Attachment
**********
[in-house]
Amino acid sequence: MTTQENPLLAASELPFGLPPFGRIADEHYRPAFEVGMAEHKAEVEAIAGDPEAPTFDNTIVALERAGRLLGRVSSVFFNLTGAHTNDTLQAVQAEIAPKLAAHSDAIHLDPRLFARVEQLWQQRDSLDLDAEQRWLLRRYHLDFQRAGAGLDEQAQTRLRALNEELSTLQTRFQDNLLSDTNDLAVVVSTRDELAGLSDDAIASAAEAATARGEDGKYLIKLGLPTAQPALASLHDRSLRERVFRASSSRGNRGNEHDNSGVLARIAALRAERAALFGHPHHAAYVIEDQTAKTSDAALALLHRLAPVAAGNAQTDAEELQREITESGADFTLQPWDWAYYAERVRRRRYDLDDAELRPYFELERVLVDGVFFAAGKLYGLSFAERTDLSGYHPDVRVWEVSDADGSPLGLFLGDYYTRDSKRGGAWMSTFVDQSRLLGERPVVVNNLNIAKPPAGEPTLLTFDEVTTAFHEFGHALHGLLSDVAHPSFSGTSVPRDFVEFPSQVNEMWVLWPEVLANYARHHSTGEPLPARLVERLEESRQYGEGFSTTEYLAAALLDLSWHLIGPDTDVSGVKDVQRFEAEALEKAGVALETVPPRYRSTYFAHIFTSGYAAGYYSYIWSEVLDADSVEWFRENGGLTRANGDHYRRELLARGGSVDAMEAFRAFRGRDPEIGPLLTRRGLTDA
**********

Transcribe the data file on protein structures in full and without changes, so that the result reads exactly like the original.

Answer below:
[in-house]
Amino acid sequence: MTTQENPLLAASELPFGLPPFGRIADEHYRPAFEVGMAEHKAEVEAIAGDPEAPTFDNTIVALERAGRLLGRVSSVFFNLTGAHTNDTLQAVQAEIAPKLAAHSDAIHLDPRLFARVEQLWQQRDSLDLDAEQRWLLRRYHLDFQRAGAGLDEQAQTRLRALNEELSTLQTRFQDNLLSDTNDLAVVVSTRDELAGLSDDAIASAAEAATARGEDGKYLIKLGLPTAQPALASLHDRSLRERVFRASSSRGNRGNEHDNSGVLARIAALRAERAALFGHPHHAAYVIEDQTAKTSDAALALLHRLAPVAAGNAQTDAEELQREITESGADFTLQPWDWAYYAERVRRRRYDLDDAELRPYFELERVLVDGVFFAAGKLYGLSFAERTDLSGYHPDVRVWEVSDADGSPLGLFLGDYYTRDSKRGGAWMSTFVDQSRLLGERPVVVNNLNIAKPPAGEPTLLTFDEVTTAFHEFGHALHGLLSDVAHPSFSGTSVPRDFVEFPSQVNEMWVLWPEVLANYARHHSTGEPLPARLVERLEESRQYGEGFSTTEYLAAALLDLSWHLIGPDTDVSGVKDVQRFEAEALEKAGVALETVPPRYRSTYFAHIFTSGYAAGYYSYIWSEVLDADSVEWFRENGGLTRANGDHYRRELLARGGSVDAMEAFRAFRGRDPEIGPLLTRRGLTDA